[2] Bentz, D., Michael, T., Wilhelm, F. H., Hartmann, F. R., Kunz, S., von Rohr, I. R., & de Quervain, D. J. (2013). Influence of Stress on Fear Memory Processes in an Aversive Differential Conditioning Paradigm in Humans. Psychoneuroendocrinology, 38, 1186-1197.
[3] Bremner, D. (2006). Traumatic Stress: Effects on the Brain. Dialogues in Clinical Neuroscience, 8, 445-461.
[4] Bryda, E. C. (2013). The Mighty Mouse: The Impact of Rodents on Advances in Biomedical Research. Missouri Medicine, 110, 207-211.
[5] Cushman, S., & Byrne, J. H. (2017). Special Issue on the Effect of Fear and Stress on Memory. Learning & Memory, 24, 1.
[6] Fogwe, L. A., Reddy, V., & Mesfin, F. B. (2021, July 22). Neuroanatomy, Hippocampus. In StatPearls. StatPearls Publishing.
[7] Gruol, D. L. (n.d.). Long-Term Potentiation. Science Direct.,for%20the%20study%20of%20memory
[8] Jackson, M. (2014). Evaluating the Role of Hans Selye in the Modern History of Stress. In D. Cantor &, E. Ramsden (Eds.), Stress, Shock, and Adaptation in the Twentieth Century. University of Rochester Press.
[9] Jovanovic, T., Norrholm, S. D., Blanding, N. Q., Phifer, J. E., Weiss, T., Davis, M. et al. (2010). Fear Potentiation Is Associated with Hypothalamic-Pituitary-Adrenal Axis Function in PTSD. Psychoneuroendocrinology, 35, 846-857.
[10] Kim, E. J., Pellman, B., & Kim, J. J. (2015). Stress Effects on the Hippocampus: A Critical Review. Learning & Memory, 22, 411-416.
[11] Learned Helplessness (n.d.). Science Direct.
[12] Luethi, M., Meier, B., & Sandi, C. (2008). Stress Effects on Working Memory, Explicit Memory, and Implicit Memory for Neutral and Emotional Stimuli in Healthy Men. Frontiers in Behavioral Neuroscience, 2, Article No. 5.
[13] Mayo Clinic Staff (n.d.). Chronic Stress Puts Your Health at Risk. Mayo Clinic.
[14] Ness, D., & Calabrese, P. (2016). Stress Effects on Multiple Memory System Interactions. Neural plasticity, 2016, Article ID: 4932128.
[15] Pittenger, C., & Duman, R. S. (2007, September 12). Stress, Depression, and Neuroplasticity: A Convergence of Mechanisms. Nature, 33, 88-109.,fear%2C%20anxiety%2C%20and%20emotion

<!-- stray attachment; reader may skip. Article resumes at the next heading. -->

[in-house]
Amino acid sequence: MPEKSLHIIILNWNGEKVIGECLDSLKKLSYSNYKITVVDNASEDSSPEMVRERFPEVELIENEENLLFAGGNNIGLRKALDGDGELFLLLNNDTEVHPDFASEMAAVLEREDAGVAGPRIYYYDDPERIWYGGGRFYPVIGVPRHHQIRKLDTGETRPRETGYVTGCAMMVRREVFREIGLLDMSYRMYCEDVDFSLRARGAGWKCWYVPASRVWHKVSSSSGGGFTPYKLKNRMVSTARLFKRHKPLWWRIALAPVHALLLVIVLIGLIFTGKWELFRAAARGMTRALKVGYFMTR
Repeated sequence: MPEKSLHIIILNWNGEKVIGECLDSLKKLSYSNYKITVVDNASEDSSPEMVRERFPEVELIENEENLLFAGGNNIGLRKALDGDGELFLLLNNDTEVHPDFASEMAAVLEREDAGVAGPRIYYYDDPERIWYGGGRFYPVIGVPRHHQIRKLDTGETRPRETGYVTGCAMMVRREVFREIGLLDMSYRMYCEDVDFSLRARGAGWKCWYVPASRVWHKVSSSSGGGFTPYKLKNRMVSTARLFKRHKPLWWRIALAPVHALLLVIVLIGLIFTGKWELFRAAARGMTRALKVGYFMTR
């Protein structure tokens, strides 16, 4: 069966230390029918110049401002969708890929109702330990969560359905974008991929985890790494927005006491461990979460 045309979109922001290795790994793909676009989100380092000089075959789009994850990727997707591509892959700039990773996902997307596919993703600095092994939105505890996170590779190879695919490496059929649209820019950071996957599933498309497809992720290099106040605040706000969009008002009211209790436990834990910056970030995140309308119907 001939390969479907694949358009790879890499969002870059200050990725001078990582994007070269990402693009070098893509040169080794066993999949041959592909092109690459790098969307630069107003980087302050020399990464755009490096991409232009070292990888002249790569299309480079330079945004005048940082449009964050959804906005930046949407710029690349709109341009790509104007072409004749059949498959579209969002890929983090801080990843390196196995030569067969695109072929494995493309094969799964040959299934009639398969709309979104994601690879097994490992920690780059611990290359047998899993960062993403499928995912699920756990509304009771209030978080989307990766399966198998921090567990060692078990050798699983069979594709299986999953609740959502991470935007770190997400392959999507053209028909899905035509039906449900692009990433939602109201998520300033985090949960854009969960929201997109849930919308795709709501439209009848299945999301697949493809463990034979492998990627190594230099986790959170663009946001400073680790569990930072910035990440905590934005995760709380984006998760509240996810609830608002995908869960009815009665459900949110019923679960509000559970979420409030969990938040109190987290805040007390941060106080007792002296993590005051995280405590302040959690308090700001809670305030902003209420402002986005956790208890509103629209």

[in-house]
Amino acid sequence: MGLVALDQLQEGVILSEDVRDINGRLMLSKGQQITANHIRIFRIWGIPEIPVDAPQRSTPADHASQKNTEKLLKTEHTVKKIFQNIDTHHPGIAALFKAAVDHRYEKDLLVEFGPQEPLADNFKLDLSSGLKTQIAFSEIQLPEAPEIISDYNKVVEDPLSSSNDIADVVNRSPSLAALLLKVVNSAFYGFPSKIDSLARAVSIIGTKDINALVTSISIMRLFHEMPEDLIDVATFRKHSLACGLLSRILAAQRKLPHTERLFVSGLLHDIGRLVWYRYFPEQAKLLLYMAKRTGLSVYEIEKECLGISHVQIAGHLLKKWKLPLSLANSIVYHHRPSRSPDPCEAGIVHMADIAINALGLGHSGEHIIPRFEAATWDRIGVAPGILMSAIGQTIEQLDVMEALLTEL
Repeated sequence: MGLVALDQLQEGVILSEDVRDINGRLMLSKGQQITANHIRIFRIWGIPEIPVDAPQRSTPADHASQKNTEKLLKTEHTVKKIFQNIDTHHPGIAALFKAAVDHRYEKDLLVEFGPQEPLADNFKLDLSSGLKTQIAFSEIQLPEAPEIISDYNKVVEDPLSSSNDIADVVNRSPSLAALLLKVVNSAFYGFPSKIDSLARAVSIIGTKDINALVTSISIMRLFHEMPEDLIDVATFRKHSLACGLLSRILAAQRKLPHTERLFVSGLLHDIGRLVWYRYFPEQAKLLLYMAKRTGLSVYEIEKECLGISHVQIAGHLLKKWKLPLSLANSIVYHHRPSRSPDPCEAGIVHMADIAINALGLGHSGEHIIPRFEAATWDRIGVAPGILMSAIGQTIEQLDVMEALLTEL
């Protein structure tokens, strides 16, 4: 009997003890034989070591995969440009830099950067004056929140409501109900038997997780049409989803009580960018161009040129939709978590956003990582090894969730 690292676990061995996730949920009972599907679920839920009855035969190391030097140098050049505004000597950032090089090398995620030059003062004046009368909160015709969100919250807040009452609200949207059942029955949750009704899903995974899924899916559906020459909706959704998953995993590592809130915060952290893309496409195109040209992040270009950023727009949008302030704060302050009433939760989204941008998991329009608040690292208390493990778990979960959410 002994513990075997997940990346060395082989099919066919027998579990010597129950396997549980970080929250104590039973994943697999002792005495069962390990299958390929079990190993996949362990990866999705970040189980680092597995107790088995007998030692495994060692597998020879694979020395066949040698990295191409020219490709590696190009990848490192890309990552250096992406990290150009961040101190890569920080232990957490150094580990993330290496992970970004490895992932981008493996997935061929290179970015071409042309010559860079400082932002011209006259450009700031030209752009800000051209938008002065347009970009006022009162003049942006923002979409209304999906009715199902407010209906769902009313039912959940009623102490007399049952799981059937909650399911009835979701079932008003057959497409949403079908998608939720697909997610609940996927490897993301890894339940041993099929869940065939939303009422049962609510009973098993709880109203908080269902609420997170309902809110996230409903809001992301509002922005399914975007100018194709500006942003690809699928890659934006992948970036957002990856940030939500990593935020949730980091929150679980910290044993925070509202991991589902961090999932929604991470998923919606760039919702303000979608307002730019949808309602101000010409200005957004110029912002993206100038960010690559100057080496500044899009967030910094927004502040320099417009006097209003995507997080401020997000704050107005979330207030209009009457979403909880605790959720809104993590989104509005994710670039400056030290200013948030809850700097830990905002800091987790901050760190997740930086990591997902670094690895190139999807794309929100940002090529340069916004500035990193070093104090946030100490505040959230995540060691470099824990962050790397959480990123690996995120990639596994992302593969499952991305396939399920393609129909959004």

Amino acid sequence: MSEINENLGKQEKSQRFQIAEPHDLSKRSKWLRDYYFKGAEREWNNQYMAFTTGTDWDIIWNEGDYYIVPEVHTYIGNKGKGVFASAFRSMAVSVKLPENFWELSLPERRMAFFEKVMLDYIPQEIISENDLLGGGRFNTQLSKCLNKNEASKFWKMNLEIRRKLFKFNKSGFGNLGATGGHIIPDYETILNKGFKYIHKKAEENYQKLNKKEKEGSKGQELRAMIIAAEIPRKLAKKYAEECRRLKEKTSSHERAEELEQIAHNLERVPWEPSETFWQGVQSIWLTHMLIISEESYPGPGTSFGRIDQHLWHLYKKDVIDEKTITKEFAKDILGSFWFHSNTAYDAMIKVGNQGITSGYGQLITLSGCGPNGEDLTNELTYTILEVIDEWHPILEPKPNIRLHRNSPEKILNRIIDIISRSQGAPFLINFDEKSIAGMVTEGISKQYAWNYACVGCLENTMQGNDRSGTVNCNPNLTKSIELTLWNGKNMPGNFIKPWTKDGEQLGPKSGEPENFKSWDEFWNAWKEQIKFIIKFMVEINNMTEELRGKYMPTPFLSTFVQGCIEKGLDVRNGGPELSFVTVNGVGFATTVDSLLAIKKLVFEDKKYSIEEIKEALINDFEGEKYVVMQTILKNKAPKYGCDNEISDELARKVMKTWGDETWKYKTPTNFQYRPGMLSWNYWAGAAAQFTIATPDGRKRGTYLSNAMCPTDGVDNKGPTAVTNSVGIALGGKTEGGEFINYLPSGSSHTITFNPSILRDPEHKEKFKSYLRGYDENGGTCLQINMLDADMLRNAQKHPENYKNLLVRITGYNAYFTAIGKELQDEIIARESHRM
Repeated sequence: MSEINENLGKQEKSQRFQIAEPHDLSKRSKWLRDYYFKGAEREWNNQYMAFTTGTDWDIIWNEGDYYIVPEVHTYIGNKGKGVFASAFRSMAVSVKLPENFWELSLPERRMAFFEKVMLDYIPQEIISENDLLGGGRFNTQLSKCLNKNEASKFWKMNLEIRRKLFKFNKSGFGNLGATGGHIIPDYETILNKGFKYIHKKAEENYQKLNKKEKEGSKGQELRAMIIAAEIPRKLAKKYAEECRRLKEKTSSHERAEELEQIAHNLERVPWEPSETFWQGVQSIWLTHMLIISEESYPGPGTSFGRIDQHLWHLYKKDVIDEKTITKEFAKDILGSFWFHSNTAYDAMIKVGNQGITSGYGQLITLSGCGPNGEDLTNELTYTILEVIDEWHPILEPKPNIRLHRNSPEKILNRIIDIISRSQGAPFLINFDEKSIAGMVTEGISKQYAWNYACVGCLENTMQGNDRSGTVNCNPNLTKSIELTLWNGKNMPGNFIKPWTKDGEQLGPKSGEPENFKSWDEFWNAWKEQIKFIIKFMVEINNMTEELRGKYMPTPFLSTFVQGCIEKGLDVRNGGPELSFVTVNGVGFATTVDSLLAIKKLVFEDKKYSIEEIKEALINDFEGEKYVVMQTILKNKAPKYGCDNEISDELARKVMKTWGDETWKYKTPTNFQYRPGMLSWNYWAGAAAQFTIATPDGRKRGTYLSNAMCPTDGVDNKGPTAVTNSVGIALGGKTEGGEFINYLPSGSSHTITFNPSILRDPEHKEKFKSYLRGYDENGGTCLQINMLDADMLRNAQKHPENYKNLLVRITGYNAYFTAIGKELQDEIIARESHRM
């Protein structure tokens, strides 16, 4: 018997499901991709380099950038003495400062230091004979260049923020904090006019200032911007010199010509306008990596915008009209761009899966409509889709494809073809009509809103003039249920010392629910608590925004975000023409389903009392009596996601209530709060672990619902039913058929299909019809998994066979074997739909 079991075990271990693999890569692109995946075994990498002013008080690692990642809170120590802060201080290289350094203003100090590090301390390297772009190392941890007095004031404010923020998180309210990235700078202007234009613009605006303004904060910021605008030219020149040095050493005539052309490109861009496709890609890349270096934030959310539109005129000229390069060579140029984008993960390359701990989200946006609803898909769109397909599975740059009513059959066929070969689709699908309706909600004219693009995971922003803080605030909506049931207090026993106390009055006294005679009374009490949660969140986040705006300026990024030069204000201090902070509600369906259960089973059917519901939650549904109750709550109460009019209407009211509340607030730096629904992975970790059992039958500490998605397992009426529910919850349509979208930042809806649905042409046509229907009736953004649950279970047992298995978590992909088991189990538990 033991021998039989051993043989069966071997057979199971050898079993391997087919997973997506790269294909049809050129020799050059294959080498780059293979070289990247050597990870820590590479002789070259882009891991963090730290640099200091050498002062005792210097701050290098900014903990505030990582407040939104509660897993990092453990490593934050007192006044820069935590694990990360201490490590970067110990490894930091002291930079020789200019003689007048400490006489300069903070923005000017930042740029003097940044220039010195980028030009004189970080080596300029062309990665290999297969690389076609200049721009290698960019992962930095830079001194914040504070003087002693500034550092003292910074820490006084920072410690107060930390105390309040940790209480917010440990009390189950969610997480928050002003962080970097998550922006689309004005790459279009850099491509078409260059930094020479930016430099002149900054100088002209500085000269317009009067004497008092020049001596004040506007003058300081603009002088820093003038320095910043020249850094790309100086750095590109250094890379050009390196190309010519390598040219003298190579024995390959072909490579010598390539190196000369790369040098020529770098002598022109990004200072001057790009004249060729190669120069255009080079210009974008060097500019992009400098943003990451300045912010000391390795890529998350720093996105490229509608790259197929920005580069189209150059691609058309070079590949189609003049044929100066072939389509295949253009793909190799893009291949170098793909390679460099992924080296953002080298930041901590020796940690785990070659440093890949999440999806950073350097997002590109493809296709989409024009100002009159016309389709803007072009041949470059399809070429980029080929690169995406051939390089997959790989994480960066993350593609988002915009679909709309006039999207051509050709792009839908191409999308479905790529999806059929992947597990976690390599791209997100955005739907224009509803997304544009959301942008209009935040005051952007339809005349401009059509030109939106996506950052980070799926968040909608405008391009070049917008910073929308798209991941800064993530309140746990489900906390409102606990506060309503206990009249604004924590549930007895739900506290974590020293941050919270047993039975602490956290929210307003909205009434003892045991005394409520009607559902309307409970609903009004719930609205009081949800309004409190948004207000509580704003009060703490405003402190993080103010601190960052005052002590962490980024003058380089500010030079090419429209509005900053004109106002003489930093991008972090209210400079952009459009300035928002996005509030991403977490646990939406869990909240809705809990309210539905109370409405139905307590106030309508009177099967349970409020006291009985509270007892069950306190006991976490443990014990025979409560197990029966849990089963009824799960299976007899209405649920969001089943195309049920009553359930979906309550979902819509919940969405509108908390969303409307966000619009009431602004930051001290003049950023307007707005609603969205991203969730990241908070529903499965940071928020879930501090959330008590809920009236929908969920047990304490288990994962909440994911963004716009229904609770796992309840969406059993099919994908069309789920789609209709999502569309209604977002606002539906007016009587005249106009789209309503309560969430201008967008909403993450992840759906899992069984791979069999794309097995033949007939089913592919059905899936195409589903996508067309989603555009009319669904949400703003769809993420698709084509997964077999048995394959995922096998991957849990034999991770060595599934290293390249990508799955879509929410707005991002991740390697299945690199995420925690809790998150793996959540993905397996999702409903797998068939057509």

[16] Puderbaugh, M., & Emmady, P. D. (2022, May 8). Neuroplasticity. In StatPearls, StatPearls Publishing.
[17] Raffington, L., Falck, J., Heim, C., Mather, M., & Shing, Y. L. (2020). Effects of Stress on 6- and 7-Year-Old Children’s Emotional Memory Differs by Gender. Journal of Experimental Child Psychology, 199, Article ID: 104924.
[18] Roland, J. (2022, June 10). Glucocorticoids: Uses, Types, Side Effects, and Risks. WebMD.
[19] Roozendaal, B., McEwen, B. S., & Chattarji, S. (2009). Stress, Memory and the Amygdala. Nature Reviews Neuroscience, 10, 423-433.
[20] Scott, E. (2021, October 7). How Stress Works with and Against Your Memory. Verywell Mind.
[21] Vogel, S., & Schwabe, L. (2016) Learning and Memory under Stress: Implications for the Classroom. NPJ Science Learn, 1, Article No. 16011.
[22] Wright, A. (2020, October 10). Limbic System: Amygdala (Section 4, Chapter 6) Neuroscience Online: An Electronic Textbook for the Neurosciences. Department of Neurobiology and Anatomy, the University of Texas Medical School at Houston.
[23] Yerkes, R. M., & Dodson, J. D. (2009, January 17). Classics in the History of Psychology— Yerkes & Dodson (1908). LiU IDA.,%20Dodson_1908.pdf

Copyright © 2023 by authors and Scientific Research Publishing Inc.

Creative Commons License

This work and the related PDF file are licensed under a Creative Commons Attribution 4.0 International License.